Frankie: Ira Sachs Disappointed (Critic)

The director of Brooklyn Village poses for the first time his camera in Europe without convincing. One of the rare disappointments in Cannes.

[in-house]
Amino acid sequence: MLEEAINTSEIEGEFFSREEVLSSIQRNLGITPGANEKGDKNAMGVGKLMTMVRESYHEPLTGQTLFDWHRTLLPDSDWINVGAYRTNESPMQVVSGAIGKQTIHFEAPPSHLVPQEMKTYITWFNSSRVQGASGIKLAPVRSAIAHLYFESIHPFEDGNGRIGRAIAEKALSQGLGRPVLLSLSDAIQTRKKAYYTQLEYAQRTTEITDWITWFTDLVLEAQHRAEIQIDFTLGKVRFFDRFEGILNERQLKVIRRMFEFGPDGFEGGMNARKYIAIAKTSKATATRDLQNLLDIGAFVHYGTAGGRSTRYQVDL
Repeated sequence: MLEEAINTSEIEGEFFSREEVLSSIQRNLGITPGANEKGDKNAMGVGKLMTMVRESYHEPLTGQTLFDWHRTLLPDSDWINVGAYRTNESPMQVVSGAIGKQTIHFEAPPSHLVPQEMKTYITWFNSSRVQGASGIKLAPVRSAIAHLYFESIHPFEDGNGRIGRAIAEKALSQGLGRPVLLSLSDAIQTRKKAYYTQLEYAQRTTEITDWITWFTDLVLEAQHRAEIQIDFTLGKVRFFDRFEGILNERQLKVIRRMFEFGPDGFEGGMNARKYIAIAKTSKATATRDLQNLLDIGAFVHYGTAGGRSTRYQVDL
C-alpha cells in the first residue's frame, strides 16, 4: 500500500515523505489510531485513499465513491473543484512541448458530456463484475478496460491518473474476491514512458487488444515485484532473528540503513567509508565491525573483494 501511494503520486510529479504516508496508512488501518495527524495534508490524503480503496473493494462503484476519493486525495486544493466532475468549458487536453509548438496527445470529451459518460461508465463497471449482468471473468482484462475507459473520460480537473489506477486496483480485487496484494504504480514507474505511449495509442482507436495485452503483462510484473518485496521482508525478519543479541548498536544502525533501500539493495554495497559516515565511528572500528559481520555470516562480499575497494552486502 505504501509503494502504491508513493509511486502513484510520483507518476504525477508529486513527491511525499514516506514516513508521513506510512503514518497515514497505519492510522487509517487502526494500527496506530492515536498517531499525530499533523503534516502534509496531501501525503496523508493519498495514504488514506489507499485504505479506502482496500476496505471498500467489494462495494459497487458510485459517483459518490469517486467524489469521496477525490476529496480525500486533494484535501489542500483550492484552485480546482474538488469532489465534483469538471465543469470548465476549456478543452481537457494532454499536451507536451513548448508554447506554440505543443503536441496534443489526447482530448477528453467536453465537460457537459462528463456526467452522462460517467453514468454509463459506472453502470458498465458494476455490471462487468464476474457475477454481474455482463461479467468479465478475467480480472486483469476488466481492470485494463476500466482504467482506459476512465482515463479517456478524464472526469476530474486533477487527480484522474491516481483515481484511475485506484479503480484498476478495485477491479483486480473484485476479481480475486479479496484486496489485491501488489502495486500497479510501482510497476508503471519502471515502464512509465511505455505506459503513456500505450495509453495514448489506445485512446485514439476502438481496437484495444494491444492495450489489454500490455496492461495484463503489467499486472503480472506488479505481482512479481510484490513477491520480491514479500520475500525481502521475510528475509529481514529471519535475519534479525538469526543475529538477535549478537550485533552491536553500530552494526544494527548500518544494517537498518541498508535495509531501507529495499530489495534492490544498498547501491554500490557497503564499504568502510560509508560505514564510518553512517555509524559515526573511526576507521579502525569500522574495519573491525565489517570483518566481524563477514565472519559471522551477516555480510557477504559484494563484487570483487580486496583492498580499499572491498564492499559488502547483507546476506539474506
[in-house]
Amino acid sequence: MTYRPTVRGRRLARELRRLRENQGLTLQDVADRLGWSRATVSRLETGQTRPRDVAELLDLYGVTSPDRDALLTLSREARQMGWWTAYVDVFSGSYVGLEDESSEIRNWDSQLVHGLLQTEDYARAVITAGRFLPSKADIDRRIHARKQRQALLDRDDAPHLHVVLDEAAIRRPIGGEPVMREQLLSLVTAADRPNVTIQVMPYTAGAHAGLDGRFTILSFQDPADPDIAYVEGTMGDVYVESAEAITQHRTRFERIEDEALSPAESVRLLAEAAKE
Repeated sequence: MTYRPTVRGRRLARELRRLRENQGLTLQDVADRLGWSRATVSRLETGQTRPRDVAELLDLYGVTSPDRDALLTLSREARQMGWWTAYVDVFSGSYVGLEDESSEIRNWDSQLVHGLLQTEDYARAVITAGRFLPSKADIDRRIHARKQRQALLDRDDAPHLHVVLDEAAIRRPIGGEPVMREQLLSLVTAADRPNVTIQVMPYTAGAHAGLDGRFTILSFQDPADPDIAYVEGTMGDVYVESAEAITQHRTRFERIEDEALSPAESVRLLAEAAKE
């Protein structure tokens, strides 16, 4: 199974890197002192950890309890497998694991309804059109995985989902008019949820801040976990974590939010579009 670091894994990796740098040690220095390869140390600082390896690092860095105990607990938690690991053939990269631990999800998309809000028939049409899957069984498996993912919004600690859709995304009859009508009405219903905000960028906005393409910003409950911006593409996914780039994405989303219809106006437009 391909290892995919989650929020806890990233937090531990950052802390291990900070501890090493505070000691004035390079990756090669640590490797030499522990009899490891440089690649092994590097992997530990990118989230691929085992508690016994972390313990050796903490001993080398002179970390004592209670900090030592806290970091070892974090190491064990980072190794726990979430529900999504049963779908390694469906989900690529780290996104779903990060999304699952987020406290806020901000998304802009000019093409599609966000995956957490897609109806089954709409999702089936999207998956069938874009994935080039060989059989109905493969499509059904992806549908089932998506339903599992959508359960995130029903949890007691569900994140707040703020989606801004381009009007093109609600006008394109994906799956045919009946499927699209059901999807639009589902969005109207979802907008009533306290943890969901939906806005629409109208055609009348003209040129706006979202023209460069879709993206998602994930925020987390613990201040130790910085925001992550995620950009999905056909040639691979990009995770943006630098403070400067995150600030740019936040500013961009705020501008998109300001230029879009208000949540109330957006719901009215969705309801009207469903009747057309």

In a 2019 Cannes of an exceptional level, this Frankie was an exception. And bad surprise for all those that the filmmaker had seduced with Keep the lights, Love is strange or Brooklyn Village, all of which approached the American social reality without posing as donors of lessons. With Frankie , he crosses the Atlantic. Direction: Sintra, Portugal, where a French actress gravely ill has decided to reunite her relatives for her last vacation. Admittedly, we find here Sachs’s delicacy , which keeps this story far from any lamenting facility. Except in the long run, Frankietends to neurasthenia: by dint of poorly controlled ellipses giving rise to explanations of text clumsy, the film, which eyeing the side of Woody Allen forgetting its comic dimension, frays. And locks in a devitalized atmosphere and a sluggish rhythm, without ever being attached to Frankie ( Isabelle Huppert ). Sachs shows us all the flaws but not why all the characters around her are so attached to her. And just by multiplying these characters, Sachs traps himself. In 1:38, he can only stay on the surface of things and not dig any of the mini-stories that make up his story. With this movie ,Ira Sachs is therefore added to the long list of foreign filmmakers who, by moving away from their usual playground, lost on the way what made the salt, the singularity and the strength of their works.

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